- Hayden Schlossberg, Jon Hurwitz
- John Cho, Kal Penn, Rob Corddry, Danneel Harris, Neil Patrick Harris
- 102 min.
- Release Date
In their previous adventure, Harold & Kumar Go to White Castle, the Korean-American Harold (John Cho) and his Indian-American best friend Kumar (Kal Penn) go hunting for Sliders. In my review for that film I asked, “What is appealing about opting yourself into diarrhea?” Turns out nothing, as we learn early-on in the sequel, which begins literally moments after the first ended, starting with Kumar unloading in a toilet. “What do you expect,” Kumar asks. “I just ate thirty hamburgers.”
That morsel of truth just about sums up Harold & Kumar Escape from Guantanamo Bay, a movie that relies perhaps too much on politics and reality, when what made the first one so lovable was its absolute dismissal of all coherent thought (besides a primal drive to satisfy their stoner cravings for fast food). Written and directed by Jon Hurwitz and Hayden Schlossberg, writers of the first movie, this sequel is embedded with logic and objectives, as if Cheech and Chong suddenly realized they cared…
Still on their way to follow Harold’s neighbor and recently confirmed love Maria (Paula Garcés) to Amsterdam, our heroes come across Kumar’s true-love ex-girlfriend Vanessa (Danneel Harris) in the airport, only to discover she’s being married to total straight-arrow “douche” Colton (Eric Winter). They come into play later. Meanwhile, fighting racial profiling with airport security, our heroes are arrested and labeled terrorists.
Agent Fox (Rob Corddry), who hunts for un-American activities seemingly in minorities alone, doesn’t see much point in subjecting Harold and Kumar interrogation. He’s already convinced their friendship represents a joining of North Korea and Al-Qaeda, so sends them off to Guantanamo Bay without so much as an interrogation or background check. One thing leads to another and they manage to escape; they head out on the road to find Vanessa’s “douche” fiancé to take advantage of his political ties to get them out of trouble, which might be a problem since Kumar is still in love.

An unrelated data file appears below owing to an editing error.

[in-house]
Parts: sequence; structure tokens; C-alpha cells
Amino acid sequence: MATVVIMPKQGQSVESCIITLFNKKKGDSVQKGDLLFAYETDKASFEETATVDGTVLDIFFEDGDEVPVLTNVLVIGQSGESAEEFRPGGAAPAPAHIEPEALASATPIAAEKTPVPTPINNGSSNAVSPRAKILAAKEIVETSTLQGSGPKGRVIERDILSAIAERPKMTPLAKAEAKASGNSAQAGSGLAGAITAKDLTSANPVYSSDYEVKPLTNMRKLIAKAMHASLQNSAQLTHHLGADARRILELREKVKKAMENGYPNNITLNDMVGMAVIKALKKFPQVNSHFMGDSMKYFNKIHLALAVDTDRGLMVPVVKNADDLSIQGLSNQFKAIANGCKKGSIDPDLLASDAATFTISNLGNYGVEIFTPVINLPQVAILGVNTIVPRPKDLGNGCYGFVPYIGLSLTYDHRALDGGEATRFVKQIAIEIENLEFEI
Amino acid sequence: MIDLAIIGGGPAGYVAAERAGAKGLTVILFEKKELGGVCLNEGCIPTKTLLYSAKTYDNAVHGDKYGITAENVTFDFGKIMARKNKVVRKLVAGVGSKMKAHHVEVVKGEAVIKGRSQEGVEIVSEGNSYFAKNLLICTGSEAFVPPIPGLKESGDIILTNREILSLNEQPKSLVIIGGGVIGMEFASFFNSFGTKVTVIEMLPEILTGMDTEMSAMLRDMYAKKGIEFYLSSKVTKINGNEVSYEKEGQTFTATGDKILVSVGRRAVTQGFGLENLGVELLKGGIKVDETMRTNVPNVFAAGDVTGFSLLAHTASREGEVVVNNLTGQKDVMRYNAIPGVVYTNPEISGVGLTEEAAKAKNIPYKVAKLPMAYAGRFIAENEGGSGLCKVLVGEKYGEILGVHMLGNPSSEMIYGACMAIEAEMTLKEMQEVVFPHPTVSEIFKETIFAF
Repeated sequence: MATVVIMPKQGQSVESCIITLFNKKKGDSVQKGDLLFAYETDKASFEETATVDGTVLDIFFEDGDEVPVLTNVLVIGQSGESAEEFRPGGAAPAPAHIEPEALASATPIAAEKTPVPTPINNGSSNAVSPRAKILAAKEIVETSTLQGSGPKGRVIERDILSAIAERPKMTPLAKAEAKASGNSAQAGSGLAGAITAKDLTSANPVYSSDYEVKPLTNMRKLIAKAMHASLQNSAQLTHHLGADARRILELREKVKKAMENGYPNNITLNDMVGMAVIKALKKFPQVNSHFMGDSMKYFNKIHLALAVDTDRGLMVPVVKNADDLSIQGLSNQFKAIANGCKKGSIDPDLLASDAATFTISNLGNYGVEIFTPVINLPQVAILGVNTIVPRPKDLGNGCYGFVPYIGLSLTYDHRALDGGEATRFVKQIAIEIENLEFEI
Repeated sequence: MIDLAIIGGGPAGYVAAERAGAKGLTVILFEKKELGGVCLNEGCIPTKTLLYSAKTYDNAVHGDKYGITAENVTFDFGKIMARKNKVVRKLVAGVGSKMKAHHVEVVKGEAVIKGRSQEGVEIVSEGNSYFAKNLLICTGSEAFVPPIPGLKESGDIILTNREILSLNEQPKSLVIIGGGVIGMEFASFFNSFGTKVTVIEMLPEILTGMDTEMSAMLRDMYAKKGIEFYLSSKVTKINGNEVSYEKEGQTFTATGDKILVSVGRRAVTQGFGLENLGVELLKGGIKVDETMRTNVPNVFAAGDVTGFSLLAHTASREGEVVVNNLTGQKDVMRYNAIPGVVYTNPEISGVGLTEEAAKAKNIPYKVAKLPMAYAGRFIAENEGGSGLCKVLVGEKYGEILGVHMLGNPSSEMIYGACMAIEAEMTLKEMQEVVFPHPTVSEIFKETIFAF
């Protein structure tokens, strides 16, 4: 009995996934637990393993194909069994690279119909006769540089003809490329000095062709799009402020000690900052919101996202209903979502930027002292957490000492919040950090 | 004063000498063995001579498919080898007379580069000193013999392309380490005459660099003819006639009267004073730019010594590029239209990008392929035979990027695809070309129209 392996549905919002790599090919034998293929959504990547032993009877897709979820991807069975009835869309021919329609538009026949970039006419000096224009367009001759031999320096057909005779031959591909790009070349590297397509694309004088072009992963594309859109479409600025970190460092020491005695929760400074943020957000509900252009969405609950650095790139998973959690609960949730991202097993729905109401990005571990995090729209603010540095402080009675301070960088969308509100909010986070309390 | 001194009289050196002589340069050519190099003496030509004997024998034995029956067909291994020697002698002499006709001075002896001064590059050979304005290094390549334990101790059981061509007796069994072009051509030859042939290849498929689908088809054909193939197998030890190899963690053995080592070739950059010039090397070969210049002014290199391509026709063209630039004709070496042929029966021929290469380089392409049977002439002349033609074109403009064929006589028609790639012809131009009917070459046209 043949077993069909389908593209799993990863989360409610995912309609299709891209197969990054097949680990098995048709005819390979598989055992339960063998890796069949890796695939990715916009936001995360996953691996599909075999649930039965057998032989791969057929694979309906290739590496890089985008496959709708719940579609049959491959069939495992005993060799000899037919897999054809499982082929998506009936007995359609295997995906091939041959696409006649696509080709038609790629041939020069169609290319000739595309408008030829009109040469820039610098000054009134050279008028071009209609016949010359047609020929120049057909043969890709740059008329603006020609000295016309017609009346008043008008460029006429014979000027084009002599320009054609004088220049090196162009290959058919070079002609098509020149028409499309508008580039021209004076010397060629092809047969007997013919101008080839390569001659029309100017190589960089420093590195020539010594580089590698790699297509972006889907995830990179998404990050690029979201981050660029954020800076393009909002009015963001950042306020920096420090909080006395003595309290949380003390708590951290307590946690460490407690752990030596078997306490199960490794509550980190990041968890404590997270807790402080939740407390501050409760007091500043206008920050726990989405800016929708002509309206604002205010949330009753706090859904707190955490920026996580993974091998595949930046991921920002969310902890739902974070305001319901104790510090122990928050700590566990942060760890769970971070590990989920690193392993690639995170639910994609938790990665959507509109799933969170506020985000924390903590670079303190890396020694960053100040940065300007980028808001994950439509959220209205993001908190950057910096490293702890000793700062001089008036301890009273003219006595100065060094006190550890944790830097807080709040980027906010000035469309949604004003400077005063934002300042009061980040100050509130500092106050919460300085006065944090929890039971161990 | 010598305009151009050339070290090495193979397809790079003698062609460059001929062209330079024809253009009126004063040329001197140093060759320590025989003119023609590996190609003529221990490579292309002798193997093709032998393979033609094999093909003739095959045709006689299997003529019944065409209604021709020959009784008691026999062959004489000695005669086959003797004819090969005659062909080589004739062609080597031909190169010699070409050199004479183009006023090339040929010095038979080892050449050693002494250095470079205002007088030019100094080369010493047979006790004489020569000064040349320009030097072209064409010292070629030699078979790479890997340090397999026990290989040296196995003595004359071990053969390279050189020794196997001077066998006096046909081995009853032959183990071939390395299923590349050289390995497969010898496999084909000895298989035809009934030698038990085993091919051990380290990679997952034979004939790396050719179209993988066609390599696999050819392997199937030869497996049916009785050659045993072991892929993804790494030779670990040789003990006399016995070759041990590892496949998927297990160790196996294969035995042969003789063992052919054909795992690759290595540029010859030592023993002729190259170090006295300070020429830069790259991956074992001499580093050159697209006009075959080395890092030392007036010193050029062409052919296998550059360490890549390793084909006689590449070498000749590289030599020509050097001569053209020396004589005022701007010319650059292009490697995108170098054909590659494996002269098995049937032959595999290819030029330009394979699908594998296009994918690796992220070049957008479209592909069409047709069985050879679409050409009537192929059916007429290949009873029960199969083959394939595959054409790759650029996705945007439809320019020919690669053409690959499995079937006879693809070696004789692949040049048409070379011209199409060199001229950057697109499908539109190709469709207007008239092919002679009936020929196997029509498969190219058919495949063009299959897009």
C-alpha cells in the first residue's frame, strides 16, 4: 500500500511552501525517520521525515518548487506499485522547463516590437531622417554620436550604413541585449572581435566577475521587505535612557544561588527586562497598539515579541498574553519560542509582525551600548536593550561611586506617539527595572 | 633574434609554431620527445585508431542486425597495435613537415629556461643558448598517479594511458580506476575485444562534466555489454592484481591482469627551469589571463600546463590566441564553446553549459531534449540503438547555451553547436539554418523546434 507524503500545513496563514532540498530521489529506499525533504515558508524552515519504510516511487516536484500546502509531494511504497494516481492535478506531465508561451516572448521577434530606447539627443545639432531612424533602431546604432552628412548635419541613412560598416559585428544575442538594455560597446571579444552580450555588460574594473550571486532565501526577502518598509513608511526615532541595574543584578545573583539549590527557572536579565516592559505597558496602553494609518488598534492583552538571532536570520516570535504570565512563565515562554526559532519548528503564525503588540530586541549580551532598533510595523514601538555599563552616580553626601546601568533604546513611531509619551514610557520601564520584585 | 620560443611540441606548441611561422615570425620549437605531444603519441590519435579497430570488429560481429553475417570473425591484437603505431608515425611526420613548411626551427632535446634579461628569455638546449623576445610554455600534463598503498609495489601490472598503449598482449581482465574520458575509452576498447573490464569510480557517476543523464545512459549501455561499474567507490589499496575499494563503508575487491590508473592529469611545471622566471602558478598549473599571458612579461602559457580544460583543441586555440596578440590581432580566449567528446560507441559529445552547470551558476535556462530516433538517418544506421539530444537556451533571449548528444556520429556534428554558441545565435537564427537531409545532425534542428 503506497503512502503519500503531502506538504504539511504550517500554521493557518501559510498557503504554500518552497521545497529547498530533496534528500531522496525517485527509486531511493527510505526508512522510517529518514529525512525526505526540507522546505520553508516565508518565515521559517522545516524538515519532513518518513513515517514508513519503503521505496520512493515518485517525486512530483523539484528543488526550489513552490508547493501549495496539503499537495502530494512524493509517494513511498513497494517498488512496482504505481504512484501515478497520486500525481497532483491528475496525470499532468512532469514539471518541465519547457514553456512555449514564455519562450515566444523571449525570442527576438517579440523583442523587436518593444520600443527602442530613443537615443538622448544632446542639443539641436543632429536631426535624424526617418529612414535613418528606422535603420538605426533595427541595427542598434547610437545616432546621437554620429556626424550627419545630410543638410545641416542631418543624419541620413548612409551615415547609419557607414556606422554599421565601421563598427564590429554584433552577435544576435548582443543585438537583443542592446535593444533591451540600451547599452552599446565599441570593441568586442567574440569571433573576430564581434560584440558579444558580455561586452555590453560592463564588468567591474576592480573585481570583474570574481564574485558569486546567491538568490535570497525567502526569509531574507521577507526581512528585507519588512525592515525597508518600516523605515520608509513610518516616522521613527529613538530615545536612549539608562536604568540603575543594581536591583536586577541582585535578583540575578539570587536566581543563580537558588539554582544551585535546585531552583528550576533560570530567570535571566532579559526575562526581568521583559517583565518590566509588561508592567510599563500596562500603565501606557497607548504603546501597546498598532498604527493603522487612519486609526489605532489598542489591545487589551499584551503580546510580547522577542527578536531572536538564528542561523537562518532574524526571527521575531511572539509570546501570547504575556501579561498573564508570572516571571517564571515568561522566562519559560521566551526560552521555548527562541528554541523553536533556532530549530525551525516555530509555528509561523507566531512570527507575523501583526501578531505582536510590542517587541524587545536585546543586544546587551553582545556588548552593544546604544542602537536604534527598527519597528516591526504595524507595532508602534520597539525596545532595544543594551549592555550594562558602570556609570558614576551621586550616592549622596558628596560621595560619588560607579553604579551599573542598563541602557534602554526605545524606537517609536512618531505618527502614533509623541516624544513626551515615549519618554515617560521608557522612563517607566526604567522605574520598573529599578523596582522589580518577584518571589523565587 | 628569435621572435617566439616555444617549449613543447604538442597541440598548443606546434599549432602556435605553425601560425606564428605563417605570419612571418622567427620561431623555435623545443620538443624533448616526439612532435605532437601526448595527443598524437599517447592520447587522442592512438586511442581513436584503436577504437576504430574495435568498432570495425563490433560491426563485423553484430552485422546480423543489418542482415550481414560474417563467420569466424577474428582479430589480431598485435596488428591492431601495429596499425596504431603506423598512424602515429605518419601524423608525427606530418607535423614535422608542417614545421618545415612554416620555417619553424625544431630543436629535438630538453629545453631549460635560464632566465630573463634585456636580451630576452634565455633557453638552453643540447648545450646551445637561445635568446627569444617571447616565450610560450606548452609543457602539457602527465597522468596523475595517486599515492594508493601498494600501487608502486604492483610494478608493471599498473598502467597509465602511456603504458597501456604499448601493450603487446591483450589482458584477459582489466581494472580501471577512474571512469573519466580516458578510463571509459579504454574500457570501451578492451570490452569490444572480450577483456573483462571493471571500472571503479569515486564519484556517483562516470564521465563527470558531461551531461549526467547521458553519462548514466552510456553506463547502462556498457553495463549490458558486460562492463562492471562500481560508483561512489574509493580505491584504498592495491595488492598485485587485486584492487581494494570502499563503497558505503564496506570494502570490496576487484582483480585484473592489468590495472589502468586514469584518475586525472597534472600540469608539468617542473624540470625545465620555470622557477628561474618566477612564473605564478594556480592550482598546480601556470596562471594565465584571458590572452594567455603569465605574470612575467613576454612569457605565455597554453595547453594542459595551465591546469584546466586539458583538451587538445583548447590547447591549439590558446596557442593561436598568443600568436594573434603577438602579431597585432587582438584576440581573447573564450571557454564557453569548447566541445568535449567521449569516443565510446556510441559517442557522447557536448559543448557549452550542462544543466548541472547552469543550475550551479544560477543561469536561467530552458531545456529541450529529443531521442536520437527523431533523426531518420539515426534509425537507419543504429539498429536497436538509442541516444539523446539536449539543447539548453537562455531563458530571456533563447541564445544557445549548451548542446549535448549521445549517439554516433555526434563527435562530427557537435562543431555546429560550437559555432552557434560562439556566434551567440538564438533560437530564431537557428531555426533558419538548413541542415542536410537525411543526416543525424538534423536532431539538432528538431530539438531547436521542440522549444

This may be the only time I’ve argued against the concept of a sequel with more plot than its predecessor… But the central pleasure inherent in the first nonsensical trip was the absurdity of their eventual goal, and the ultimate satirical embrace of such meaninglessness. Here, we’re essentially watching episodic segments of The Fugitive, each taking our heroes one step closer to becoming innocent. Pardon me if that’s a little too much direction in a stoner comedy for my tastes. In fact, they’re getting high a lot less in this adventure, almost leaving marijuana alone until its proven they’re not terrorists. Go figure.
With gratuitous displays of topless women to gawk over, you begin to wonder why this series remains so devoutly against racism while embracing race humor, yet doesn’t seem to mind objectifying women as simply walking billboards for breasts (or, as in one scene, a multitude of exposed vaginas). Few movies have Korean, Indian, Latino, and Jewish-Americans as their heroes and a standard white guy as their villain. How can they get the race issue so hilariously correct and the sex issue so shamefully wrong? Sure, the producers throw in a penis to attempt a level playing field, but the nudity ratio drastically tips toward female. When so much of the movie contains clever-but-stupid acknowledgements about the hypocrisies of America’s racist society, you’d think Hurwitz and Schlossberg would take it easy on the cheap and blatant boob shots, or at least admit their own double standard toward women.
Lacking the surreal edge the first film boasted with random humor, Harold & Kumar Escape from Guantanamo Bay will make you question if the writers have since cleaned up. Granted, Neil Patrick Harris shows up on mushrooms for a Starship Troopers reference and a kaleidoscopic unicorn delusion, our heroes meet a cyclops, and at least one joint is shared with George W. Bush (played by James Adomian), but the few bizarre laughs were less daring and more infrequent than its predecessor. This sequel’s routine-ness will probably please fratboy fans only, further distancing the rest of us from this genre forevermore.